Behind bars, their mutual adoration blossoms. ‘Is there record of any two that loved / Better than we do, Arcite?’ asks Palamon.
So, we are led to believe, do Palamon and Arcite. Theban cousins who are ‘dearer in love than blood’, the more-than-kinsmen stick by each other in the oppressive atmosphere of tyrannical Thebes, and before long both have fallen into what promises to be lifelong captivity in Theseus’s court. Behind bars, their mutual adoration blossoms. ‘Is there record of any two that loved / Better than we do, Arcite?’ asks Palamon. ‘We are one another’s wife,’ promises Arcite.
The kinsmen speak a language of passionate friendship that would have been very familiar to early modern audiences. Grammar school pupils would have read and translated Cicero’s De amicitia (On Friendship), a treatise that celebrated ‘perfect’ friendship between elite men. Embedded early modern misogyny held that intimate male friendship was the highest form of human relationship, ethically superior to marriage, and Elizabethans of all classes were taught to esteem the examples of inseparable friends from classical and Biblical history: Damon and Pithias, Orestes and Pylades, Achilles and Patroclus, David and Jonathan, and Theseus and Pirithous. It might be the circumstances of their imprisonment that oblige Palamon and Arcite to embrace each other as spouse, but spiritual ‘marriages’ between men were neither unknown nor uncommon in medieval and early modern cultures.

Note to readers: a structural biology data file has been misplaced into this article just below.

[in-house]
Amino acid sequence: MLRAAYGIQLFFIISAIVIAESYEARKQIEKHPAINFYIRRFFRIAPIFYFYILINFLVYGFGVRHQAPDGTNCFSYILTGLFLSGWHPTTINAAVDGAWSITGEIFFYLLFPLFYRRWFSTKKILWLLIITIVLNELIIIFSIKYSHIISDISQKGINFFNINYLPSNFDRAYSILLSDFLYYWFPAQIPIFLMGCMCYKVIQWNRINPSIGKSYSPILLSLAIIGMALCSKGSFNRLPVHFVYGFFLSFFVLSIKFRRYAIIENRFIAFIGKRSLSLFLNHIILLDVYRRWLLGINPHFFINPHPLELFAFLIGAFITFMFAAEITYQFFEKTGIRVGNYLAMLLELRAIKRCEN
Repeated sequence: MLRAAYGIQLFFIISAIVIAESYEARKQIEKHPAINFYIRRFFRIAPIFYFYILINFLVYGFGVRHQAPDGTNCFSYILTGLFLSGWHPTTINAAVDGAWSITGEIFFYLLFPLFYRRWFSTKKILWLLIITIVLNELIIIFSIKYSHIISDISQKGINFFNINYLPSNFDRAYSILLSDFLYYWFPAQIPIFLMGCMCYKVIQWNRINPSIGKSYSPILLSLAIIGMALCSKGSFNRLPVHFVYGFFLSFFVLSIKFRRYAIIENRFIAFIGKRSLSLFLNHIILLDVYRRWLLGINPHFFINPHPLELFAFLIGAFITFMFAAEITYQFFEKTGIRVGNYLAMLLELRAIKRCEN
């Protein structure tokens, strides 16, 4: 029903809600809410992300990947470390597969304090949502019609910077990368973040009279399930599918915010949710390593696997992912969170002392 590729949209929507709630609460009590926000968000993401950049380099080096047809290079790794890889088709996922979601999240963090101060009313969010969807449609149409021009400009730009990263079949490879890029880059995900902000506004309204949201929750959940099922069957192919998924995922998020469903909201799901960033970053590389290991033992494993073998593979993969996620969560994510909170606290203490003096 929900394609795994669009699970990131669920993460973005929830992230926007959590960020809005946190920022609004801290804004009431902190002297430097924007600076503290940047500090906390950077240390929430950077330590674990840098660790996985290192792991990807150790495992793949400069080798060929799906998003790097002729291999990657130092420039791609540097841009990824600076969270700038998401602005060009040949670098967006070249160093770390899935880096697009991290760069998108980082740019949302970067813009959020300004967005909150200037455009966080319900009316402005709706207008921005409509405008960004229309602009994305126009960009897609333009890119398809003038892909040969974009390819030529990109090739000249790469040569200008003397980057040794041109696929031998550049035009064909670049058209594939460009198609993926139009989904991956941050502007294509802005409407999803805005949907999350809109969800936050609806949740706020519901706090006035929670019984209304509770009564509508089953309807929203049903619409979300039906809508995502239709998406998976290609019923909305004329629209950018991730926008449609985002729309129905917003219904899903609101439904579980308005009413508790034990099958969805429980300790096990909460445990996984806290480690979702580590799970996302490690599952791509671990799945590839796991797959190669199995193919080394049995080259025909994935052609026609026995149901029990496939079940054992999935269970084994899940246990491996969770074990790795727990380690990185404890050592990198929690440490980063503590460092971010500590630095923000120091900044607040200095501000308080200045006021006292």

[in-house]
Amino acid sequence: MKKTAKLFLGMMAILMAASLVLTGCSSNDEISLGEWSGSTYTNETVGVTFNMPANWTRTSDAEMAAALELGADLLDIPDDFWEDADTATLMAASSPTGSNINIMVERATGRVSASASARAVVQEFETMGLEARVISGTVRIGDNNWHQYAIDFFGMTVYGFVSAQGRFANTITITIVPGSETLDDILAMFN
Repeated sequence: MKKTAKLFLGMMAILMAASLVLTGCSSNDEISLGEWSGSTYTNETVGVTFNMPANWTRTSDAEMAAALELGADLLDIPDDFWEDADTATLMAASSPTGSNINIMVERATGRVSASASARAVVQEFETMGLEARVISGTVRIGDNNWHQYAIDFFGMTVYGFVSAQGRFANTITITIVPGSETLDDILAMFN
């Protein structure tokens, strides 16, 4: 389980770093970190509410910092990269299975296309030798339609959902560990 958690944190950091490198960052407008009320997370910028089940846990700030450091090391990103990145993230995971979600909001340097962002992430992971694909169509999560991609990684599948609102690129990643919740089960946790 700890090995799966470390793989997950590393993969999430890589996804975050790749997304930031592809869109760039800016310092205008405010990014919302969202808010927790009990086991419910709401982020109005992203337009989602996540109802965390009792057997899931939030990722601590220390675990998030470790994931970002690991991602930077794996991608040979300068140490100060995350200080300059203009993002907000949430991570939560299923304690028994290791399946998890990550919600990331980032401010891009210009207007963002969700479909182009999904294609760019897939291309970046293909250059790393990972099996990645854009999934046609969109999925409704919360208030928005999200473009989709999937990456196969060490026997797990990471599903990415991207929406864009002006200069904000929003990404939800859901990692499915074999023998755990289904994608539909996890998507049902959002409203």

Things don’t end entirely well for Palamon and Arcite. But it would be a mistake to see the play as a disapproving commentary on same-sex intimacy. The kinsmen do, it’s true, fall out catastrophically, but alert listeners will realise they’re not quite the perfect friends that their high-flown language proclaims them to be. Shortly before they notice Emilia, Palamon proclaims himself and Arcite to be ‘two souls / Put in two noble bodies’, a seemingly affectionate declaration of their shared virtue that actually bungles one of the central tenets of Renaissance friendship theory. A principle ascribed to Aristotle and frequently repeated throughout the classical, medieval and early modern periods was that true friends were ‘one soul in two bodies’, a proverb that celebrated the exclusivity and equality of friendship. The kinsmen get friendship wrong, and so we shouldn’t be too surprised that their apparent devotion to each other gets knocked off-beam when they clap eyes on Emilia.
Instead, let’s return to Emilia’s celebration of her love for Flavina to find an example of valorised amicitia perfecta done well. Early modern friendship theory might have excluded women, but Shakespeare and Fletcher understood that same-sex intimacy was an all-genders affair. Experienced at the cusp of maturity, Emilia and Flavina’s relationship was potent, exclusive, stirring and unrepeatable – and not to be tidied away into the category we now call ‘Platonic’. When she recalls her love in conversation with her sister, Emilia’s body betrays her intense feelings, something not lost on the observant Hippolita. ‘You’re out of breath,’ she remarks, knowingly.